The Minnesota Vikings had one of the most miserable defenses in the NFL last year. They ranked among the league’s worst in just about every defensive category possible, from points scored to yards allowed. In response, this offseason the Vikings’ front office added 16 defensive players in the draft and free agency.
They upgraded at arguably nine positions on defense while gaining valuable depth — one of their biggest weaknesses last season. Despite all these upgrades, one persistent concern is the lack of a proven defensive end on the opposite side of All-Pro Danielle Hunter.
Minnesota notched a franchise-low 23 sacks last year. Although they get Hunter back from injury and upgraded their interior defensive line, there was concern that the Vikings still didn’t have enough pass rush. They also inked Sheldon Richardson, whose strength is pass rush, to a one-year deal to make up for this.
There is a contingent of the fanbase that thinks this still isn’t enough, mostly due to the lack of impact players on the edge. But there are ways to get a substantial pass rush from the players on the roster. Currently, their starting defensive line looks like this: Weatherly – Pierce – Tomlinson – Hunter.
Most of this defensive line is formidable: Hunter was an All-Pro in his last two seasons, tallying 14.5 sacks in both years. Michael Pierce is one of the better nose tackles in the league, averaging a PFF career grade of 81.2. Dalvin Tomlinson was the best interior defensive lineman to hit free agency this year, and he should give Minnesota the interior penetration they haven’t had in years.
The only real concern on this defensive line is Stephen Weatherly. The former seventh-round pick and the fifth-year veteran didn’t record a sack and had just 12 pressures for the Carolina Panthers last year. Weatherly played significant snaps in Minnesota in two seasons and averaged 28 pressures and three sacks.
It should be noted that he was rotated in rather than being a full-time starter. Last season, the Vikings tried to convert Ifeadi Odenigbo into a starter after he was a solid rotational piece, but it didn’t work out.
Outside of Weatherly, the Vikings have second-year player D.J. Wonnum, rookies Patrick Jones II and Janarius Robinson, and Jayln Holmes, a former fourth-round pick who has minimal production in the NFL. Safe to say, none of these players are expected to be starters next year.
In the past, especially during the Mike Zimmer era, the Vikings have always had an impactful pass rush built off a duo of solid defensive ends and a stable in the rotation behind them. They always had an above-average run-stuffer in the interior but no true penetration.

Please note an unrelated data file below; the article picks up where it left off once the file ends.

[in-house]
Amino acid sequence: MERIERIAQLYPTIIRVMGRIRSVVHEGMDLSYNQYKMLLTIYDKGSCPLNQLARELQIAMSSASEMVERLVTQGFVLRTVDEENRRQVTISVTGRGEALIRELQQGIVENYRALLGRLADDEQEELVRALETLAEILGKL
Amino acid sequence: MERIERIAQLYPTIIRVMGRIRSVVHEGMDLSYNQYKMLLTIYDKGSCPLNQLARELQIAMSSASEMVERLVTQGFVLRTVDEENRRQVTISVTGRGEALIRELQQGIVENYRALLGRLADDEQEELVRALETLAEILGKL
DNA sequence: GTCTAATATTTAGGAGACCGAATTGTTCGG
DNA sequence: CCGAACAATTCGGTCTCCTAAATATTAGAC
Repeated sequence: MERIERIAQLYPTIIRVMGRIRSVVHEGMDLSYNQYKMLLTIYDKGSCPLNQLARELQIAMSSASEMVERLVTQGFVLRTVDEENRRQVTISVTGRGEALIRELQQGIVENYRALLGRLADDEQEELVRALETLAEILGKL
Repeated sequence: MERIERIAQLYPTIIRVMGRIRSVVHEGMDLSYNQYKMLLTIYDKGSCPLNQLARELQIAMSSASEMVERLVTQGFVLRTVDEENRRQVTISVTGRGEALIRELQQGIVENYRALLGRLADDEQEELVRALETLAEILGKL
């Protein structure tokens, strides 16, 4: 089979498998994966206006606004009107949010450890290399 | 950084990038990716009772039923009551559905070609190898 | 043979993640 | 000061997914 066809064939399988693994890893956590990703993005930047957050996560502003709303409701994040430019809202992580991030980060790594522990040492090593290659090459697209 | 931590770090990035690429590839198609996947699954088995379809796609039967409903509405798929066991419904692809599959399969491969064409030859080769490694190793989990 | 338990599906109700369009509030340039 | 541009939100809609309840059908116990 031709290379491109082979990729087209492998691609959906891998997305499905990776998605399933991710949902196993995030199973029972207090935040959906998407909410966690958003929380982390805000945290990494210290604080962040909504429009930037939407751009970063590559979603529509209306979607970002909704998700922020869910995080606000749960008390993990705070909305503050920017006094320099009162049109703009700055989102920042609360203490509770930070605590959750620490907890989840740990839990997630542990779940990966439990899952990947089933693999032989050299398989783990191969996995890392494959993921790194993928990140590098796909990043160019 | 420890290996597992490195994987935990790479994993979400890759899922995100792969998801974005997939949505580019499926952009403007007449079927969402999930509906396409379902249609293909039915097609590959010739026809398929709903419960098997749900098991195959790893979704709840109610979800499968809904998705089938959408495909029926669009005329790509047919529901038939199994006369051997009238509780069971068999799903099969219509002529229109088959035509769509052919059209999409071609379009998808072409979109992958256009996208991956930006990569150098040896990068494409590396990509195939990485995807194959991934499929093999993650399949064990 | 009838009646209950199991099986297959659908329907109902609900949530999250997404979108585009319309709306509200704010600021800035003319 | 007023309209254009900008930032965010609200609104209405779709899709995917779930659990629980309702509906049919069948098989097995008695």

“All the time I hear, ‘Oh, they need a penetrating 3-technique, they need a penetrating 3-technique,’” co-defensive coordinator and defensive line coach Andre Patterson said. “Well, when we had the No. 1 defense in the league, we didn’t have a penetrating [DT]. We don’t ask our 3-techniques to do that.”
Now the Vikings have a penetrating defensive tackle, perhaps even two of them. If they don’t sign a starting-caliber defensive end in free agency this summer, don’t fret. There are still other ways to generate pass rush.
First, it should be noted that, while Michael Pierce is an elite run stuffer, he does not offer much in terms of pass rush. However, Zimmer usually only asks his nose tackles to play approximately 60% of snaps. This should continue with Pierce.
For the Vikings to generate the most pass rush with their current personnel, especially on downs where they expect the opposing offenses to pass the ball, they could move Dalvin Tomlinson to nose tackle and plug in Sheldon Richardson at defensive tackle. Richardson had 43 pressures and six sacks last year.
While Tomlinson is an effective pass rusher from the defensive tackle spot, he thrived at getting to the quarterback from the nose tackle alignment. Tomlinson had the second-highest pass-rush win rate in the NFL from the nose (14.5%) last year. The New York Giants utilized what is referred to as the 3-4 Tite formation with Tomlinson, Dexter Lawrence, and Leonard Williams. With this formation, the Giants were effectively able to get to the passer.
Although the Vikings don’t run 3-4 fronts, they could add this look to their personnel, with the defensive line looking like this: Tomlinson – Pierce – Richardson – Hunter.
The Los Angeles Rams also mimicked this approach. The Tite Front lets the Vikings put their best four defensive linemen on the field, three of whom can rush the passer more effectively than that second defensive end.
And finally, even without a big name at the other defensive end spot, the Vikings could rely on double teams and chips to let the young role players like Patrick Jones II and D.J. Wonnum develop. Think about it: Michael Pierce and Dalvin Tomlinson make up 650 lbs. on the interior. Danielle Hunter is a blue-chip pass rusher. Sometimes, in double a gap looks, Anthony Barr rushes the passer, commanding one offensive lineman’s attention.
The other defensive end will have the easiest matchup on the field. It’s up to Mike Zimmer to take advantage of that.